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Home arrow Sociology arrow Holistic engagement : transformative social work education in the 21st century
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MID-CAREER POSITION SUMMARY

Right now I've plateaued. I realize I'm not going to become Social Worker of the Year on a national level, or any other for that matter. I have my work-life in perspective ... meaning ... it fulfills a function in my overall life. It allows me to earn a living—it's honorable work and I'm aware ofits limitations. I don't expect it to meet all my needs for which I have other outlets outside of work. I know exactly where I stand in the organizational food chain, and I could stay here as long as I like. I've been in this job long enough to know what it takes and recognize all the themes that recycle in various disguises. I do the job well enough to satisfy myself and have found ways to compensate for my shortcomings.

No one is complaining about me. I conserve time and energy by fending off unwanted extra assignments and avoiding nuisance “opportunities.” At the same time, I would welcome the right opportunity ... something hard to define but I'd know it if I saw it.

I ask each group to “compose a single sentence that summarizes your group's descriptive assessment and then an evaluative judgment of the above statement.” This generates a lively discussion between younger and older students. Evaluative judgments often break down according to age. Younger students often characterize the statement as Surrender, Resignation, Defeat, and Burnout. Older students are often more sympathetic, selecting characteristics such as Realism, Balance, Acceptance, and Contentment. After considerable discussion, a compromise may emerge. Some younger students will concede that “hanging out,” be it geographically, in a relationship, or in a job is not, in and of itself, concerning. Older students often come to acknowledge that the description lacks joy.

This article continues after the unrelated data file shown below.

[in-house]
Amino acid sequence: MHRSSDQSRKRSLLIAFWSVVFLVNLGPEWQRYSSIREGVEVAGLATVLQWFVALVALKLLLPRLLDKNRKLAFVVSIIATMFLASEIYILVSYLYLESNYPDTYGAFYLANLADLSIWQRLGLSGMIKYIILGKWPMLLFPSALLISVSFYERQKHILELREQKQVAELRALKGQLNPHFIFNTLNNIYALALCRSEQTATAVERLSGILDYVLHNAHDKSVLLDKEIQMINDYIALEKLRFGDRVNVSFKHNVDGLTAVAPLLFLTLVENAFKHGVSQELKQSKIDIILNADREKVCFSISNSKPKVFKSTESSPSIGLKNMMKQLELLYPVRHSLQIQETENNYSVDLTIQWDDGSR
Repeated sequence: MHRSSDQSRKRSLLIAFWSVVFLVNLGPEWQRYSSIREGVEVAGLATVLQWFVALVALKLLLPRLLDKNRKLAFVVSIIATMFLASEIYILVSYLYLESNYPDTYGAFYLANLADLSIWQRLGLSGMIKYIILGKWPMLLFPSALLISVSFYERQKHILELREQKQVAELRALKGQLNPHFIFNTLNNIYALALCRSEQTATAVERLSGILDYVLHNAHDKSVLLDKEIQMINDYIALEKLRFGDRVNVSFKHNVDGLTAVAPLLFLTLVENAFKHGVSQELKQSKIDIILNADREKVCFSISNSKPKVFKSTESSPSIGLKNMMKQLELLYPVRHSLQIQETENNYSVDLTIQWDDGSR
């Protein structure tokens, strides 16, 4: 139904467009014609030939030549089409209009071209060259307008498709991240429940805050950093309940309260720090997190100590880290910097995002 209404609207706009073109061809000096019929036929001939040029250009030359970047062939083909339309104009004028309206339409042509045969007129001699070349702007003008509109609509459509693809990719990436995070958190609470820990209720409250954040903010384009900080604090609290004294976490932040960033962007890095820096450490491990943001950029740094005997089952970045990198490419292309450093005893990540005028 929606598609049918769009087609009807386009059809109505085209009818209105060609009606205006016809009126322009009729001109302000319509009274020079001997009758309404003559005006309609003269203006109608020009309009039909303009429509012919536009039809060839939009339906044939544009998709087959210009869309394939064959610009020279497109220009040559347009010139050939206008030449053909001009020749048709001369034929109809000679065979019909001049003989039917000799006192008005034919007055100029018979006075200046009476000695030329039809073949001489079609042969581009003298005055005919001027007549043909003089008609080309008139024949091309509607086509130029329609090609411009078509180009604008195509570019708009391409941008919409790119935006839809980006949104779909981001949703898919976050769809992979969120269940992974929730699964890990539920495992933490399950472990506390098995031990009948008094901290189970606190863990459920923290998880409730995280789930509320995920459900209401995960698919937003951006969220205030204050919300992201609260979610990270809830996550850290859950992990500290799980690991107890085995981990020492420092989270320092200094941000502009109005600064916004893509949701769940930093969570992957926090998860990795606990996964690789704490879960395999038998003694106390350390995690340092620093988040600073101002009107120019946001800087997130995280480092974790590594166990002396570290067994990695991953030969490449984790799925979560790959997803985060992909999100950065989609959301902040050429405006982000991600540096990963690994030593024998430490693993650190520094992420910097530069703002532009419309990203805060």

Cloaked in the mystique of subjective experience, these aspects of identity formation remain largely invisible and elusive. My goal is to assist students in becoming more conscious and deliberate about their developmental processes. I want them to begin to see that there is a path, they are on it, and it does lead somewhere (see Loseke & Cahill, 1986).

 
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